The beautiful and elegant Thelly’s life revolved around her husband, but he had other interests as well. Author Zareer Masani, whose family lived next door to the Tatas and whose father Minoo once worked as JRD’s executive assistant, wrote that JRD’s marriage was unhappy: he was notoriously unfaithful and his wife obsessively jealous. ‘His French accent and Gallic charm made him irresistible to the ladies and a succession of pretty women flitted in and out of his long life. One of them, I later discovered, was my mother.’ But JRD was too kind-hearted to ever leave his childless wife, fearing it would destroy the fragile Thelly, who had suffered a stroke in the 1980s.

When Saklatwala died in Europe six years after he took over as chairperson, JRD was only thirty-four. Other than Navajbai, he was the only surviving permanent director on the board. The other directors were impressed with his sincerity, dedication and team spirit, with Ardeshir Dalal, the first Indian to be municipal commissioner of Bombay, as the only sceptic. A severe man, Dalal feared that India’s largest industrial empire would be run by a playboy interested in fast cars and planes. Within a year, he admitted privately that he was completely wrong in his assessment. JRD made two important decisions on taking over: he formed a talented, brainy advisory group and delegated authority. He joked that he did not want to end up like his predecessor, Saklatwala, rushing from one board meeting to the next.

JRD persuaded leading luminaries of the era to join the company, either on the board of Tata Sons, or as senior executives. J.D. Choksi, John Mathai, Sir Jehangir Ghandy, Kish Naoroji, Sumant Moolgaokar, P.A. Narialwala, Nani Palkhivala, Shahrukh Sabhawala, Bobby Kooka and Sir Homi Mody were some of his notable appointees. The top men in the group had varied backgrounds and temperaments. Dr John Mathai, who was a minister in the interim government under Jawaharlal Nehru, was a very respected economist and was one of the main authors of the Bombay Plan. He had famously disagreed with Nehru about establishing the Planning Commission. Sir Homi Mody, a self-made man, was chairperson of numerous prestigious bodies, and served on the Viceroy’s Executive Council and was later appointed governor of Uttar Pradesh. Sumant Moolgaokar, a visionary, and the father of India’s heavy engineering industry and architect of TELCO (later Tata Motors), was a key executive at Tata and a power in his own right. A loner and something of a recluse, Moolgaokar was completely immersed in his job. ‘TELCO was his heart and soul and he ruled the company with an iron hand,’ Ratan Tata says, ‘building it into the foremost engineering company in India in those days.’ Despite his non- Parsi surname, Moolgaokar was very much part of the Tatas’ inner circle—a man JRD admired greatly, and ‘one whom no one, not even JRD, questioned,’ according to Ratan Tata. The Tata SuMo car is named after him, being an amalgamation of the first two letters of his name and surname, and not a reference to Japanese wrestling as most assume. The colourful Russi Mody, Sir Homi Mody’s son, was chairperson of Tata Steel and in his time regarded as the emperor of the steel town, Jamshedpur. Brilliant at labour relations, he developed close links with several Indian politicians, which stood the company in good stead. Minoo Masani, JRD’s former chief executive assistant, was for a time an MP from the Swatantra Party and the leader of the Opposition in Parliament. Bobby Kooka was the witty, offbeat advertising head of Air India whose memorable campaigns sold the airline brand very successfully, even if his irreverent humour tended to infuriate some strait-laced Indian parliamentarians.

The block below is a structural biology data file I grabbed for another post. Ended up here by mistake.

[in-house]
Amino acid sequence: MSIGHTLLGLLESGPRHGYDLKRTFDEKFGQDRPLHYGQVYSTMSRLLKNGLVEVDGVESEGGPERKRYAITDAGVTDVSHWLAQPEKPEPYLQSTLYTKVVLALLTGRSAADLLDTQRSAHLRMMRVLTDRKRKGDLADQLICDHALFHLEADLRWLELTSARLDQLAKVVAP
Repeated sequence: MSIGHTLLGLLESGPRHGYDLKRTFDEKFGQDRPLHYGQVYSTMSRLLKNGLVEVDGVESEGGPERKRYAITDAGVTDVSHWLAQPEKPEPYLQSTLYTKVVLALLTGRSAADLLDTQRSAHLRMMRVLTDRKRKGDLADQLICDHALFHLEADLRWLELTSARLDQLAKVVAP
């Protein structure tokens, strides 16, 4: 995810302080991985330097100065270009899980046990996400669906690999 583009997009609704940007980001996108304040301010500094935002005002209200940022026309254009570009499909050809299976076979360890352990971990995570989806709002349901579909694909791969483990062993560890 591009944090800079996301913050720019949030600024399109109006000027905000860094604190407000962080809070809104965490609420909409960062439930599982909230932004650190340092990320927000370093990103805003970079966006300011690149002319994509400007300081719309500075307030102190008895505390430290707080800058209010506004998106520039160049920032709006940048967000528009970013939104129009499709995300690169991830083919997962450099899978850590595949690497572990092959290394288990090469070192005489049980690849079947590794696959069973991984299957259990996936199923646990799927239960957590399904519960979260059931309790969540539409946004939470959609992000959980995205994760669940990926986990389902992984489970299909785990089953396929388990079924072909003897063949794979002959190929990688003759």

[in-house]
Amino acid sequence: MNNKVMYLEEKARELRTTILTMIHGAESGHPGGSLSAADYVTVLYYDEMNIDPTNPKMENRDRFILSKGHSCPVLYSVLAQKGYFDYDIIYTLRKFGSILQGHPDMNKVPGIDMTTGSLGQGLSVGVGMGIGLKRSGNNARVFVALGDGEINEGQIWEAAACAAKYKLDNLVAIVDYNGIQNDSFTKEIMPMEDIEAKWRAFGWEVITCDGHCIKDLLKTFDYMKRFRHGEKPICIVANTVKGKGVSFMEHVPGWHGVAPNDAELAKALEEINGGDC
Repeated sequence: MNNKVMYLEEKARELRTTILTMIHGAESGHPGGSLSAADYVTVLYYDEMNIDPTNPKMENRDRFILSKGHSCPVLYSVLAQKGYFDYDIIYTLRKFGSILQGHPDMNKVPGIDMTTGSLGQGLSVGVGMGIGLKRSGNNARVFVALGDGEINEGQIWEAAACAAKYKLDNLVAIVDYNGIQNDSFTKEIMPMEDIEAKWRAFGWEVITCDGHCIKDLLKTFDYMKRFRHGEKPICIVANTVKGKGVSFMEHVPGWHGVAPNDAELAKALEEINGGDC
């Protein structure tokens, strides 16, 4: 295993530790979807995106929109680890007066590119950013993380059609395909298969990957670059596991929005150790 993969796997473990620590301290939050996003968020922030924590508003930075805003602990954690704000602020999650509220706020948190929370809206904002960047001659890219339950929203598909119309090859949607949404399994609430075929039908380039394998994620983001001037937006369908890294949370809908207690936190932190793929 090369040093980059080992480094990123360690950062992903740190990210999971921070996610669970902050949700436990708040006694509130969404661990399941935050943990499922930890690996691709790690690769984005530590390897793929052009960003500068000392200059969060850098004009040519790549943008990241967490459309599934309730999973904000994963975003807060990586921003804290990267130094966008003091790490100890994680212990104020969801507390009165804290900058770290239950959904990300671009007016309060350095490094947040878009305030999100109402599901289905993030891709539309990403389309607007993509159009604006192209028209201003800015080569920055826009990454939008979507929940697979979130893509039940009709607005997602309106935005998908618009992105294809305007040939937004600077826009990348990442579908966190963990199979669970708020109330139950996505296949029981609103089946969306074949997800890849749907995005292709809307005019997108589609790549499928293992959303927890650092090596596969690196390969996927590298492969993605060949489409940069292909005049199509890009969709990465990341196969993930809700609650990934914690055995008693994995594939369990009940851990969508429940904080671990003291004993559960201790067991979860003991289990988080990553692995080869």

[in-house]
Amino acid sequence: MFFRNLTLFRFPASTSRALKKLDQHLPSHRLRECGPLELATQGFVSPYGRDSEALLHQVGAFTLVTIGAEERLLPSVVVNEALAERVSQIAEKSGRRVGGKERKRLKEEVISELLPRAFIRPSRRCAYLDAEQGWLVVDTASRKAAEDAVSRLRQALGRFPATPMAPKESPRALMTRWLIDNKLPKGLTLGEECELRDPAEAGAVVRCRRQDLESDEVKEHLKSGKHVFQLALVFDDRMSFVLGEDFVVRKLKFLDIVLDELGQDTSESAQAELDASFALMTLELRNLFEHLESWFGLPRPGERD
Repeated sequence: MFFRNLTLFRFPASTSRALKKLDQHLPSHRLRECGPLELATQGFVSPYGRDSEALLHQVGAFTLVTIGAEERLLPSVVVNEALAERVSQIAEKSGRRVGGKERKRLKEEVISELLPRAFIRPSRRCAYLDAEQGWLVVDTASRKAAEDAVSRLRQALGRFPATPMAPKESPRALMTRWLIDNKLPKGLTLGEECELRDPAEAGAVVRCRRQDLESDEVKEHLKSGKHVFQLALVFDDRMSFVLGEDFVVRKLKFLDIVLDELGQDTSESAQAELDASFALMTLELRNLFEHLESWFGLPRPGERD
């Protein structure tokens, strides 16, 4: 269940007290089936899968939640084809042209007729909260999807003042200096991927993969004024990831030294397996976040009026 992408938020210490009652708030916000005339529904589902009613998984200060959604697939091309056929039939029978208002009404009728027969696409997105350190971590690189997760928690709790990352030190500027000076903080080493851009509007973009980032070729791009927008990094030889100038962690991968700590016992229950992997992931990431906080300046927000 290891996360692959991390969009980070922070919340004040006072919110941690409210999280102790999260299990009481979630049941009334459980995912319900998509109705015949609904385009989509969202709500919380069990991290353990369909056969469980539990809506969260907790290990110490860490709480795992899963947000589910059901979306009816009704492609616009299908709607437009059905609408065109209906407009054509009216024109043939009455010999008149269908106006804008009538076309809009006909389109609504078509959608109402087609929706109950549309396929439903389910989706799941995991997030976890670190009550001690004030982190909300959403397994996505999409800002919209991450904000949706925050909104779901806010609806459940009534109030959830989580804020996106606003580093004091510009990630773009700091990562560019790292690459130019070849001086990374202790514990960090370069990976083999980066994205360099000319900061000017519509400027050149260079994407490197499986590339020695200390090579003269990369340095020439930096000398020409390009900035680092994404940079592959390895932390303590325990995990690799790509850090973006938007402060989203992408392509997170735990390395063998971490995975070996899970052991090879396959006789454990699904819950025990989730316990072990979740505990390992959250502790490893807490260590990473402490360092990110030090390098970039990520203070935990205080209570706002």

One reason why JRD was so admired and respected was because he treated all people equally, with courtesy, kindness and consideration. He hated receiving special treatment, was humility personified, modest about his abilities and loyal and supportive towards all who worked in the group. He might have flared up on occasion but was quick to offer profuse apologies. Sudha Murthy, author, chairperson of the philanthropic Infosys Foundation and wife of Infosys founder N.R. Narayana Murthy, recalls that after her graduation from IISc Bangalore, she saw an advertisement for engineers in TELCO which specified that only male engineers could apply. She wrote a postcard to JRD protesting this requirement, pointing to its retrogressive nature, especially unexpected from a firm founded by Jamsetji Tata.

At JRD’s immediate intervention, she received a telegram calling her for the interview. She became the first woman engineer to work on the Tata shop floor. Eight years later, when she was leaving the Tatas, Sudha bumped into JRD on the steps of Bombay House. He was concerned that her husband had not arrived to pick her up as it was late and she was alone, and so kept her company and inquired about her future plans. She disclosed that she was leaving the group to help her husband start a new software company and expressed her fears about its future. He assured her the company would do well, and said that if she made money, she must be sure to give some back to society.Murthy still keeps a picture of JRD in her office as a reminder of a man who had time and concern for every employee in his company. In fact, many retired employees still display a photograph of JRD in their homes as a mark of admiration and respect.

(Extracted with permission from The Tatas, Freddie Mercury & Other Bawas by Coomi Kapoor published by Westland Non-Fiction, July 2021)

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Published on October 05, 2021